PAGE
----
There’s a bear in there, and it’s not what you’ve seen on Playschool. With 8 legs, a face like a cannon and a body the size of an exclamation mark, the most bizarre thing about the Water Bear isn’t it’s appearance, it’s the fact that this may well be the toughest animal on the planet.
These tiny, sausagey (sure it’s a word) creatures, while affectionately known as water bears are actually called tardigrades and they’re hardier than a handful o’ hard-boiled lollies. They can withstand freezing, radiation, toxic chemicals, extreme pH, desiccation, and even the conditions in space – because like any good sci-fi character, they can enter a state of suspended animation.
This transformation into suspended animation is known as cryptobiosis, and it causes the water bear’s metabolism to slow to almost a standstill. So all it’s cells can take a breather. The water bear contracts into a little ball, called a tun, and it’s skin begins to become impermeable (stops letting as much stuff come in and out) and this gives the water bear time to make tissue protecting chemicals that then make it basically indestructible.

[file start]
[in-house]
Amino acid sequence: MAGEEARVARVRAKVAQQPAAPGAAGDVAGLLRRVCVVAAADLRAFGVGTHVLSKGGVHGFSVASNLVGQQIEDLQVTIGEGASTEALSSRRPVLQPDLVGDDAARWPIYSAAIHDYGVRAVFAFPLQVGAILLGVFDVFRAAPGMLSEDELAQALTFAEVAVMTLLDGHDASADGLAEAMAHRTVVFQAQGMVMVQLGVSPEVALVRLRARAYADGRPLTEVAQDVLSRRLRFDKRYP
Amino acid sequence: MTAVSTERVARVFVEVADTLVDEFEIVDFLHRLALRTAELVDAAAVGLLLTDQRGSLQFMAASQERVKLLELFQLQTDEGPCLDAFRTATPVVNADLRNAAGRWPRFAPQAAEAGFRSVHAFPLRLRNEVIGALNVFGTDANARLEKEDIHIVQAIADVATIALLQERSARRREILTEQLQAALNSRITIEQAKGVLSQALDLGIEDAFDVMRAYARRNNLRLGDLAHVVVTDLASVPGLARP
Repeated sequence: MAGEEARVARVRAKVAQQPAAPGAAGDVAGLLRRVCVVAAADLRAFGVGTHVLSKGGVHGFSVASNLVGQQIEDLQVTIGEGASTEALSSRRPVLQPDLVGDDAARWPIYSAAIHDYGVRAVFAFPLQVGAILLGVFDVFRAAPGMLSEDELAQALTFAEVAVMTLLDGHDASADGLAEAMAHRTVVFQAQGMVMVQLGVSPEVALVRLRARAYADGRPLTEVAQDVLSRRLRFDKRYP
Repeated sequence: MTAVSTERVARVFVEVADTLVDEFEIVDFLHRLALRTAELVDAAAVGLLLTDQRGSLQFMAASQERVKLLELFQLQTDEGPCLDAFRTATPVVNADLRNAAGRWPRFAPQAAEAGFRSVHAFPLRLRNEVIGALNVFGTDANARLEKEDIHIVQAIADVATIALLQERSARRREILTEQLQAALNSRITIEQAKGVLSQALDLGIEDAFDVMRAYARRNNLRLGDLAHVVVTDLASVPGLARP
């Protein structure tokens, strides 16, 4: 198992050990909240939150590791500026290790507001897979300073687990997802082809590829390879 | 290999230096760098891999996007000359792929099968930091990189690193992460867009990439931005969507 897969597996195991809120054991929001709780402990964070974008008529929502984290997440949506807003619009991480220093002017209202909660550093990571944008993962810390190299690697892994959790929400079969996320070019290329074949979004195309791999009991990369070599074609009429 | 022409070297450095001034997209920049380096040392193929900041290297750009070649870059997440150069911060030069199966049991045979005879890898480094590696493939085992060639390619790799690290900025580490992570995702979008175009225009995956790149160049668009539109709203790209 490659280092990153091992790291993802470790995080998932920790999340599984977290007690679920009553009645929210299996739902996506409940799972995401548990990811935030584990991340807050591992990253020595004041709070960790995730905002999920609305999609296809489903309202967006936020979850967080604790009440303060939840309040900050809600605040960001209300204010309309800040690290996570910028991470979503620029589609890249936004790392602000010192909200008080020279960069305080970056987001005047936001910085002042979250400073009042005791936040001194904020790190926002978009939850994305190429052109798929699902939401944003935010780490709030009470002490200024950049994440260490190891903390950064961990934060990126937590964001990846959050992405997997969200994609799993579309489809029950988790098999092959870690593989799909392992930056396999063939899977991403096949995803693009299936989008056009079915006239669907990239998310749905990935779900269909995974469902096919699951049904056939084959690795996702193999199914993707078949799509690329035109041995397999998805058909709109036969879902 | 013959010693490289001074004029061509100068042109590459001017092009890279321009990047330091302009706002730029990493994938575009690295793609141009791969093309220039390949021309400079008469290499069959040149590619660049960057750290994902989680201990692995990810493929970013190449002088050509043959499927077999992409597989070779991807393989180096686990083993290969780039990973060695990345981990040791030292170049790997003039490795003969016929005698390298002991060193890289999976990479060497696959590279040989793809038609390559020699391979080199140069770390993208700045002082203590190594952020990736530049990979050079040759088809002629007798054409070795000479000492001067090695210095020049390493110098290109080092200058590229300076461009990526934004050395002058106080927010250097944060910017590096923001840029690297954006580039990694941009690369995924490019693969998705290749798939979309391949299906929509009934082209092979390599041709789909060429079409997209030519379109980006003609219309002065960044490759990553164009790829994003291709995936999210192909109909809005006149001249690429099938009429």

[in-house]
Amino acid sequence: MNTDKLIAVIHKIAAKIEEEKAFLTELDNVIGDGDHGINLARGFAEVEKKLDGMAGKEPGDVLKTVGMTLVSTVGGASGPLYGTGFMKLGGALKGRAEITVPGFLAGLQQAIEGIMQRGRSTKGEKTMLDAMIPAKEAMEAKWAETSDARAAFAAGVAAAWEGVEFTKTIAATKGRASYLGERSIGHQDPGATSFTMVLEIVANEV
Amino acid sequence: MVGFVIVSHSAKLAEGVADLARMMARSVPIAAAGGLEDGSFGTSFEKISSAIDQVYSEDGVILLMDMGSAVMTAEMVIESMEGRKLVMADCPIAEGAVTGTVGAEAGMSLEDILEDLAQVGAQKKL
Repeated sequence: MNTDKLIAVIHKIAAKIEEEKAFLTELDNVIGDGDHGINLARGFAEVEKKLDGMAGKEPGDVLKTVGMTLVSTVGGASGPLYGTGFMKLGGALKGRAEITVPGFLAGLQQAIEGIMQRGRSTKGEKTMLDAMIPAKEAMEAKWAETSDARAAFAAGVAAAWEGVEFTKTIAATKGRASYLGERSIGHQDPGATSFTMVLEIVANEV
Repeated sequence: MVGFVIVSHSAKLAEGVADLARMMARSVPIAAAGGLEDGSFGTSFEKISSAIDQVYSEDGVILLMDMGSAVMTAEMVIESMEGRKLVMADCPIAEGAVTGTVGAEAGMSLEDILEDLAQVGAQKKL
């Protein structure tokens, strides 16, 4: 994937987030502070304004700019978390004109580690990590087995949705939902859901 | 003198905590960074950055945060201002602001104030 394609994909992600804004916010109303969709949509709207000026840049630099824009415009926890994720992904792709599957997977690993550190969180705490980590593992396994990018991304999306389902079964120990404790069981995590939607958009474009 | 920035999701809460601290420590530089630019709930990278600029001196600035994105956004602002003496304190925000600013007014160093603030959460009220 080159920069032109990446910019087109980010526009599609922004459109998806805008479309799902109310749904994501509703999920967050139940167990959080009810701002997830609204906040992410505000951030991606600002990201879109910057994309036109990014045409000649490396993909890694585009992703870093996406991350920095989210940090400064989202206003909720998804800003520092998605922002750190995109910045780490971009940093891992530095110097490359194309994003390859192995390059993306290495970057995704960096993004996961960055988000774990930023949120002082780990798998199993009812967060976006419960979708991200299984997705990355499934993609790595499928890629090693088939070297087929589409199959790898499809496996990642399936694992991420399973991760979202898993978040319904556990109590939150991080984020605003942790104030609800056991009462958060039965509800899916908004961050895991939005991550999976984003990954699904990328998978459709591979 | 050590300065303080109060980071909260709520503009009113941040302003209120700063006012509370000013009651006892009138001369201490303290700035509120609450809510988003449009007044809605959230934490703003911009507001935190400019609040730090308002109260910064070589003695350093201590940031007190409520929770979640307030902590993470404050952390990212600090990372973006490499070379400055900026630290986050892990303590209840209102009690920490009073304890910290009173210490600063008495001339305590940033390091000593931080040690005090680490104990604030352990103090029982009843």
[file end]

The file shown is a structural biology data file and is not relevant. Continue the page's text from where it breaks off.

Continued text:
What does this cool but complex process allow water bears to do? Well for one thing, to have no need for a fur coat because they can survive instant freezing to -196°C all by their coatless selves. This is pretty remarkable considering temperatures that low don’t even exist in nature.
The same goes for when you heat things up, tardigrades can sweat off temperatures well over 100°C too. This isn’t surprising considering they can survive total desiccation, where they lose all water from their bodies. In this instance it’s a matter of just add water and the water bear can be revived back to its sausage self.
Water bears also make for great astronauts too, scientists have put them in a vacuum and applied unfiltered solar radiation, as are conditions in space, and they’ve still been able to be revived. So don’t be fooled by this little chubby chap, it’s possibly the toughest animal on the planet, and even in space.
I’ll leave you with this last thought, some scientists predict water bears used to be bigger and have evolved smaller over time. Imagine living back in the day and having your own pet water bear you could pat, take for walks and put under extreme conditions to watch it enter suspended animation and then magically revive again.
What fun it would be.
Jönsson, K. I., & Bertolani, R. (2001). Facts and fiction about long‐term survival in tardigrades. Journal of Zoology, 255(1), 121-123.
Jönsson, K. I., Rabbow, E., Schill, R. O., Harms-Ringdahl, M., & Rettberg, P. (2008). Tardigrades survive exposure to space in low Earth orbit. Current biology, 18(17), R729-R731.
Persson, D., Halberg, K. A., Jørgensen, A., Ricci, C., Møbjerg, N., & Kristensen, R. M. (2011). Extreme stress tolerance in tardigrades: surviving space conditions in low earth orbit. Journal of Zoological Systematics and Evolutionary Research, 49(s1), 90-97.
Schmidt-Rhaesa, A. (2001). Tardigrades—are they really miniaturized dwarfs?. Zoologischer Anzeiger-A Journal of Comparative Zoology, 240(3), 549-555.